“In 1929, the Bodenkreditanstalt (the ‘monarch of Austrian industry’ according to Rudolf Notel, “Money, Banking and Industry in Interwar Austria and Hungary”) was fused overnight with the Creditanstalt. The Bodenkreditanstalt brought to the Creditanstalt large loans to industrial concerns which could be maintained only by the device of ignoring market values…When the Creditanstalt took over the Bodenkreditanstalt, it acquired 80 million shillings of capital. But it also acquired 140 million of accumulated losses, as it learned later when a British chartered accountant revealed the truth…the announcement of the support operation on May 11, 1931 started a run, partly foreign, partly Austrian.” - Charles Kindleberger, The World In Depression: 1929-1939.
Weaker banks have been rescued by stronger banks all over the globe. So far, Bank of America has already been surprised by losses from its Merrill Lynch merger. Others are sure to follow.
***More For Clients and Subscribers***
The Money Printing Secret – A Collapse in the Money Multiplier
The Fed is printing money as fast as it can and cramming it into the vaults of the banks. This ‘printed money’ is known as the monetary base and includes Treasury Bills for bank reserves, currency, coins, etc. If we look at the broader measures of the money supply, we see that large portions of our money are actually private agreements created in the marketplace, such as deposits at banks, money market deposit accounts, and repurchase agreements. These private agreements are called commercial bank money. In a fractional reserve system, “new commercial bank money is created through loans.” We referred to these ‘money substitutes’ in March of last year.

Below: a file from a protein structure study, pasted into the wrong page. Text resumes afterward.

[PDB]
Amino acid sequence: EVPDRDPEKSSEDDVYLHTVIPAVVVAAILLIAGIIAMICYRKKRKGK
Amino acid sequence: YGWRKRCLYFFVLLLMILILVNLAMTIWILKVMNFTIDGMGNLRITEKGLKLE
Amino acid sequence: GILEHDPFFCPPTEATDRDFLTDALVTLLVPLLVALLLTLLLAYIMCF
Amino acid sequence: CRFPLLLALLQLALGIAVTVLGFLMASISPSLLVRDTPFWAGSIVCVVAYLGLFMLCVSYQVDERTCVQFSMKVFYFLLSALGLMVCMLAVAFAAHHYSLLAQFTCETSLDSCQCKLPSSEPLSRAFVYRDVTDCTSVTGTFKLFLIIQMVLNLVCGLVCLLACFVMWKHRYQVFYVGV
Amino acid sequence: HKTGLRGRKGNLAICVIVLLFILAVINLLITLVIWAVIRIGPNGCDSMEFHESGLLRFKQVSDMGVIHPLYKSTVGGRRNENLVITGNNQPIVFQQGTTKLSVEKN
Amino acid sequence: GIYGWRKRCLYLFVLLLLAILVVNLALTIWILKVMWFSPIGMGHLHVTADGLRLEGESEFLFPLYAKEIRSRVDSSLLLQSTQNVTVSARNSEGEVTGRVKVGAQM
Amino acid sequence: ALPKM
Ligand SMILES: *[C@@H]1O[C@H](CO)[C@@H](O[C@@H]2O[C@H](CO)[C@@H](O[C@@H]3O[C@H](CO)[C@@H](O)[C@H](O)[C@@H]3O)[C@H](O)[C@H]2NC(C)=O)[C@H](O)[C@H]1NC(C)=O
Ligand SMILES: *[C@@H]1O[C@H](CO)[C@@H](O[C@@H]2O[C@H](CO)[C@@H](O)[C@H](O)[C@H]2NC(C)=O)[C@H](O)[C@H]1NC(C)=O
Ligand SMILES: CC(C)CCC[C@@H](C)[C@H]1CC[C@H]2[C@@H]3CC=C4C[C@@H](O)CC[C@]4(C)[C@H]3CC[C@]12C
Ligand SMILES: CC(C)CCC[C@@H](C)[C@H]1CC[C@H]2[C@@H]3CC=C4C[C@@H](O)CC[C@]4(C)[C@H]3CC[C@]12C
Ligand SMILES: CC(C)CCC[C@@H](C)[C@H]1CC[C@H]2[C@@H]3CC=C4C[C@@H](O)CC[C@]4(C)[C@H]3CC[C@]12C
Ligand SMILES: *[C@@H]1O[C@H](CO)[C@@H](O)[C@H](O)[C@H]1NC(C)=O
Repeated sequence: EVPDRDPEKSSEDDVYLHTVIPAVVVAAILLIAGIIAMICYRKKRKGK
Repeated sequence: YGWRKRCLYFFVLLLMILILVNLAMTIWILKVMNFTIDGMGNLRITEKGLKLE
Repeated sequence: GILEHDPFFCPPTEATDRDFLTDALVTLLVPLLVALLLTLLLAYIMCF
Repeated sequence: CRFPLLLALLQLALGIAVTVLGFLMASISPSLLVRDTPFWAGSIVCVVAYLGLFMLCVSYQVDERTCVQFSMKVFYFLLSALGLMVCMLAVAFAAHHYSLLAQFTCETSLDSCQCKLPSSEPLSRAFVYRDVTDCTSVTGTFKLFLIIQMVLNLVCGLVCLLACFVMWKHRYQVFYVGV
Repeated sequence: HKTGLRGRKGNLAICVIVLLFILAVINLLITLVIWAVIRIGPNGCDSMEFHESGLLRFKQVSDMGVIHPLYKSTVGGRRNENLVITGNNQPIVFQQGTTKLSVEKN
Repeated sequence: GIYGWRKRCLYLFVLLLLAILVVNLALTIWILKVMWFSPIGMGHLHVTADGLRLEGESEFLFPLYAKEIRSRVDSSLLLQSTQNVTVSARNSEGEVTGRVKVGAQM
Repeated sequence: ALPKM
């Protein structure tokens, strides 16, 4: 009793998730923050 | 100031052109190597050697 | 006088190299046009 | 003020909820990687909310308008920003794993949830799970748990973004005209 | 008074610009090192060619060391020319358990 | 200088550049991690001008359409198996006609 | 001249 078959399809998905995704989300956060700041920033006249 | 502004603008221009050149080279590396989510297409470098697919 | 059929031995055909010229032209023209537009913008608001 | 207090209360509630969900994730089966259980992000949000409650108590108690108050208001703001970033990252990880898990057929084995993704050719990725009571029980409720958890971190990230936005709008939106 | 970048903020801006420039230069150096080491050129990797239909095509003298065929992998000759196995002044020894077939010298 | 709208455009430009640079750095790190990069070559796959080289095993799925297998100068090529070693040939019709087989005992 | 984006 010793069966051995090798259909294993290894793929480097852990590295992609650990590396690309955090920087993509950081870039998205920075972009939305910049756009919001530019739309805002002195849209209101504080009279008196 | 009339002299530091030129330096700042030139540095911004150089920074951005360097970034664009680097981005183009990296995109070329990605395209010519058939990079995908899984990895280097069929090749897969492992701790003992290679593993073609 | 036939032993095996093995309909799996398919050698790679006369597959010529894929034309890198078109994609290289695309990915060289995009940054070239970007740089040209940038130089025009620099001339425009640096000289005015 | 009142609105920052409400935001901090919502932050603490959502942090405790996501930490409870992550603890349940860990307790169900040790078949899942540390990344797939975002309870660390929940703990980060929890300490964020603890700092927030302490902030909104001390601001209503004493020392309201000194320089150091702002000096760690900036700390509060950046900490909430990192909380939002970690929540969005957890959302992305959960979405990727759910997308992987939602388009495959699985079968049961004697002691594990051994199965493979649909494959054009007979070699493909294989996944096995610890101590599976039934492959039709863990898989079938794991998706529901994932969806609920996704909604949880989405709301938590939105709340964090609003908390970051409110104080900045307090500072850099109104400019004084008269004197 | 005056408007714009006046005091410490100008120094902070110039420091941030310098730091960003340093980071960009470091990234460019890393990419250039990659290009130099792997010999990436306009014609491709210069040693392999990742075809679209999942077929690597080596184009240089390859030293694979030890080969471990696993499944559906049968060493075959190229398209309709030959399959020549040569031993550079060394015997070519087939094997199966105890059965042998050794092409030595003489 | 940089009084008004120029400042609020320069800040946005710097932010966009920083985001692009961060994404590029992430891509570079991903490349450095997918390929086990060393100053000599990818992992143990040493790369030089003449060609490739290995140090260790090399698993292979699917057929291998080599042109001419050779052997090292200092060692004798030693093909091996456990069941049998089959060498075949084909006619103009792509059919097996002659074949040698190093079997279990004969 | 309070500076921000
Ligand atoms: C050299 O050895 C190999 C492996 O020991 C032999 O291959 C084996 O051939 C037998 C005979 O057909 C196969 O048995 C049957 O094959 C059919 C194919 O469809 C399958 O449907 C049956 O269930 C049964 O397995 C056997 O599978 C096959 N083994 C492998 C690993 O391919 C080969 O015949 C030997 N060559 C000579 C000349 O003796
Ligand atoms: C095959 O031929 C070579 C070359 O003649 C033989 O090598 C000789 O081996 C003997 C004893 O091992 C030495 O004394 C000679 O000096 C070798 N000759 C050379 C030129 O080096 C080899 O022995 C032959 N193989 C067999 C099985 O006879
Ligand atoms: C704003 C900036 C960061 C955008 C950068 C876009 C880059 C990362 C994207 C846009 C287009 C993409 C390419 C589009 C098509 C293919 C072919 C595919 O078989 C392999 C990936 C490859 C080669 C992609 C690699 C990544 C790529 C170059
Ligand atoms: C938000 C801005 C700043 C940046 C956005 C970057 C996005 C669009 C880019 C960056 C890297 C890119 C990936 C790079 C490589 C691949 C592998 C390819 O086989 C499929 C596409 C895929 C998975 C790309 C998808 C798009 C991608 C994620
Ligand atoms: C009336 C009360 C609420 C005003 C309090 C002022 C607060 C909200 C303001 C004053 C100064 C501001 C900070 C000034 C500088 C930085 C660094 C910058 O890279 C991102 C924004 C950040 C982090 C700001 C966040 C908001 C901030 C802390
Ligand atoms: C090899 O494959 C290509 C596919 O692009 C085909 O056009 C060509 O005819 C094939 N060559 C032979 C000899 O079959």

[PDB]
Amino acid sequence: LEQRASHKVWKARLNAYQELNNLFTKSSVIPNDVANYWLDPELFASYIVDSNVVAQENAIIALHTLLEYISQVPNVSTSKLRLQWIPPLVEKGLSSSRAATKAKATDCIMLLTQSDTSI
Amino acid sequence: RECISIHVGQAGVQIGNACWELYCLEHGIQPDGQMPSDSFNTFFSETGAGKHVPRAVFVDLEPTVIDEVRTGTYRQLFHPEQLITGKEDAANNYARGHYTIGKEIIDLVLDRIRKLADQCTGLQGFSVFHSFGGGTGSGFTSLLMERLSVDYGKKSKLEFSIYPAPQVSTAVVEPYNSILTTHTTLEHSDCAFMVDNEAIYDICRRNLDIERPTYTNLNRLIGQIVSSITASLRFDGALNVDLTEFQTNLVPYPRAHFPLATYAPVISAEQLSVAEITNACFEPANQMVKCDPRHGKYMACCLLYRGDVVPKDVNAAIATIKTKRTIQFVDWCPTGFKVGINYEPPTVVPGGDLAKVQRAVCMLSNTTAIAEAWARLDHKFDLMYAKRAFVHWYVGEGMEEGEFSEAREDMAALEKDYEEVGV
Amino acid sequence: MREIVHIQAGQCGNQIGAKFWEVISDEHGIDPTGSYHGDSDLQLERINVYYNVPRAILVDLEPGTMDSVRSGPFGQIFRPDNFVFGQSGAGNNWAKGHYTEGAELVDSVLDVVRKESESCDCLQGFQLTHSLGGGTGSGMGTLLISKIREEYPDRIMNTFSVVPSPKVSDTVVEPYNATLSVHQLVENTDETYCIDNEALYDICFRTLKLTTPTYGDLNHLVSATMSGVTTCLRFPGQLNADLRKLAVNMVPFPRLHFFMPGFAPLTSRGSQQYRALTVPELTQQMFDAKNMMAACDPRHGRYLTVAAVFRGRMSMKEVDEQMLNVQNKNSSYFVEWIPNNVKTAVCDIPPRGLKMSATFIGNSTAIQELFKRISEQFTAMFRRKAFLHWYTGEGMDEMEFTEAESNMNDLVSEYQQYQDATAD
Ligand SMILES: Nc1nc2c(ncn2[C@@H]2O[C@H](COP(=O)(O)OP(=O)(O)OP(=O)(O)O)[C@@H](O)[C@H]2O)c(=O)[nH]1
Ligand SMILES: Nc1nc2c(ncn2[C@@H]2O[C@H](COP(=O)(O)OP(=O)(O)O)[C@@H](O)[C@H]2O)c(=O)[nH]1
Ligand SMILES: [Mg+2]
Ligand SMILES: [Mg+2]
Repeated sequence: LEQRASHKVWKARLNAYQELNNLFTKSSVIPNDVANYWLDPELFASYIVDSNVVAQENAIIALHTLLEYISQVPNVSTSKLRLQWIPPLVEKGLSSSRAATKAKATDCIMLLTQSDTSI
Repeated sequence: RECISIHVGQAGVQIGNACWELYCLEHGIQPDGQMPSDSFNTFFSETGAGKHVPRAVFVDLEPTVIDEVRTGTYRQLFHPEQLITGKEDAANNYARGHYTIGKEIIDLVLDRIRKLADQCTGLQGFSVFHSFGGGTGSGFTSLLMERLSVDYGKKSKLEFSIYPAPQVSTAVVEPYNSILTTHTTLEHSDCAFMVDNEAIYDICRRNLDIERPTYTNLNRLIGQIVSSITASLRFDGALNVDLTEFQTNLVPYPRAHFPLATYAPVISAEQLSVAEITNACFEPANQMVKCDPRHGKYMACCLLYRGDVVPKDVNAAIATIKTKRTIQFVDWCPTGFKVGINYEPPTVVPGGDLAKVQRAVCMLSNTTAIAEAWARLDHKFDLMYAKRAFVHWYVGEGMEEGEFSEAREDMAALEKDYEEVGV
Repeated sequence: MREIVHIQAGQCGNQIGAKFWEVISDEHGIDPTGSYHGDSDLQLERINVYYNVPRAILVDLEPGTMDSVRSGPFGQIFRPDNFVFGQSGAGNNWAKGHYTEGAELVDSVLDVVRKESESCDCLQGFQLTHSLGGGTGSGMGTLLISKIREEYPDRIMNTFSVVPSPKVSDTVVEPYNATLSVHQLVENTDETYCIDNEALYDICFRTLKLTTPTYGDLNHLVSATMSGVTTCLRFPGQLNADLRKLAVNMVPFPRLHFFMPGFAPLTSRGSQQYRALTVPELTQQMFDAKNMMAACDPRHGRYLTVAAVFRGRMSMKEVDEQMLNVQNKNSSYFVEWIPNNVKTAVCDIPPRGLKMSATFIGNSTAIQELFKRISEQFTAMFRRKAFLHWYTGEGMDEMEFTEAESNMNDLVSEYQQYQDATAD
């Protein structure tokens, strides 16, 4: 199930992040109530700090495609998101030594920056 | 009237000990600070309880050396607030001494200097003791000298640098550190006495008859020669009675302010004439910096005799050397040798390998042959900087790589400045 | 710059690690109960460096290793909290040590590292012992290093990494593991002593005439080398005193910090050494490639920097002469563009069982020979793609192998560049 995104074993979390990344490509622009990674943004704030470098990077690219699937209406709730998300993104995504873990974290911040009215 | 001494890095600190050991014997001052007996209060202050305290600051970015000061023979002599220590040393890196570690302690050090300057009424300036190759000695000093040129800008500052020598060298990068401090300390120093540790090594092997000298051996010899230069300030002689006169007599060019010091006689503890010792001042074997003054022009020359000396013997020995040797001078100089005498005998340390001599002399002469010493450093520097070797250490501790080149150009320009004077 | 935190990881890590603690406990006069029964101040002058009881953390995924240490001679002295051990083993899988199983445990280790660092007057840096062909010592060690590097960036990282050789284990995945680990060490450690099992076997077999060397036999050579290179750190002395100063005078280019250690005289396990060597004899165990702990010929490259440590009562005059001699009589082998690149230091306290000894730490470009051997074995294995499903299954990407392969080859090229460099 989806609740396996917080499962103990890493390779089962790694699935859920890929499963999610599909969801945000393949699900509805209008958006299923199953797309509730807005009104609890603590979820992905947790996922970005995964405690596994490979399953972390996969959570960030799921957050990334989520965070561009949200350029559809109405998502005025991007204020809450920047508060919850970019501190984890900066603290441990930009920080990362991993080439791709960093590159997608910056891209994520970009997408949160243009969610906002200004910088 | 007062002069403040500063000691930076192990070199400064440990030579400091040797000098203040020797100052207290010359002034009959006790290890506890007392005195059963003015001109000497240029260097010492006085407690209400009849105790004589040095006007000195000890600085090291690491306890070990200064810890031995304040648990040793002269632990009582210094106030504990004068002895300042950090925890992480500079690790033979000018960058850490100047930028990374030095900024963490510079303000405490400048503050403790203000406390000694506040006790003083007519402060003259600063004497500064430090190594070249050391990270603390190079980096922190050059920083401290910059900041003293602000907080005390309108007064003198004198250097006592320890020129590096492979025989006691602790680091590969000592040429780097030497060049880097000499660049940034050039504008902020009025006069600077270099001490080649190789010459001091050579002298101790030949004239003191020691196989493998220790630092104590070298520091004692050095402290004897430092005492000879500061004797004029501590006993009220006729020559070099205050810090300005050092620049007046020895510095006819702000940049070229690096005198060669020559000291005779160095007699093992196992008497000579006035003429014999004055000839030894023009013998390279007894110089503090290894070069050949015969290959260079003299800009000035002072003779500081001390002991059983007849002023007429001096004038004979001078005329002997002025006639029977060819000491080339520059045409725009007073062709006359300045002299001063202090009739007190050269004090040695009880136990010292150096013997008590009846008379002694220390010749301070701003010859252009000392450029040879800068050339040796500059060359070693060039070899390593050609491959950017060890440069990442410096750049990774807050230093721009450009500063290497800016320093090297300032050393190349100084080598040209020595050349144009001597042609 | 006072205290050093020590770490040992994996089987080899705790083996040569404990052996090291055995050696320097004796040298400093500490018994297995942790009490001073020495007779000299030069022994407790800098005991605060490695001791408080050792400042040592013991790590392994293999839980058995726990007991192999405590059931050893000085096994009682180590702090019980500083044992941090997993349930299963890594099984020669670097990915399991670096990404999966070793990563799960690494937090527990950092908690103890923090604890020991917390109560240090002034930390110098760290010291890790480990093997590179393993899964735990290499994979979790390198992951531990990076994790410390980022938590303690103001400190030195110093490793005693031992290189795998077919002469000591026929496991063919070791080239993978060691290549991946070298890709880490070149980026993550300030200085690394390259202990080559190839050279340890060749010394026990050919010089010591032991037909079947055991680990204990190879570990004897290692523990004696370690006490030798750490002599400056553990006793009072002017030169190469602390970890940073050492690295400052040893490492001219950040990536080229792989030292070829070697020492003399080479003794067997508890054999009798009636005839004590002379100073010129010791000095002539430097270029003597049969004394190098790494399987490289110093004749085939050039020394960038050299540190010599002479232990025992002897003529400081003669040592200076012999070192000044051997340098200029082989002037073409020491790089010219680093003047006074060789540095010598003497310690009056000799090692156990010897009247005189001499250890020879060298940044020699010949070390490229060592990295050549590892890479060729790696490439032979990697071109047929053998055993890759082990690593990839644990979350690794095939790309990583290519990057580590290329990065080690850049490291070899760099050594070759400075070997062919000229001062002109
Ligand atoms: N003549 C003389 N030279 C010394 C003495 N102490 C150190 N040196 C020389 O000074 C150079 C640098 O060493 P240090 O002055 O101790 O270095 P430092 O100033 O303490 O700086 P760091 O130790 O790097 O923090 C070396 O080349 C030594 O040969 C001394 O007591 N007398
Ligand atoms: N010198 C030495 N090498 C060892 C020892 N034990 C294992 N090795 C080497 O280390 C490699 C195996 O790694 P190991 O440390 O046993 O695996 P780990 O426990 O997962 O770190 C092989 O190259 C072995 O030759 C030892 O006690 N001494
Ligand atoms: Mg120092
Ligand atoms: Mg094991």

In a banking crisis, these additional private agreements are not necessarily entered into. Instead, fearful bankers pile up excess reserves (monetary base) and refuse to lend.
The money multiplier, the rate at which bankers take the Fed’s printed money and multiply it into commercial bank money, collapses (chart below). This leads to a contraction in the money supply which is deflation.
Therefore, the Federal Reserve is unable to prevent a deflationary Depression because the amount of money base it prints becomes less and less effective in boosting the money supply. More Fed printing at this point will lead to more fearful hoarding by bankers and the two opposing sides are locked in to the deflationary spiral.
***No graph, chart, formula or other device offered can in and of itself be used to make trading decisions. This newsletter should not be construed as personal investment advice. It is for informational purposes only.
Copyright ©2009 Lamont Trading Advisors, Inc. Paul J. Lamont is President of Lamont Trading Advisors, Inc., a registered investment advisor in the State of Alabama. Persons in states outside of Alabama should be aware that we are relying on de minimis contact rules within their respective home state. For more information about our firm visit www.LTAdvisors.net, or to receive a copy of our disclosure form ADV, please email us at email@example.com, or call (256) 850-4161.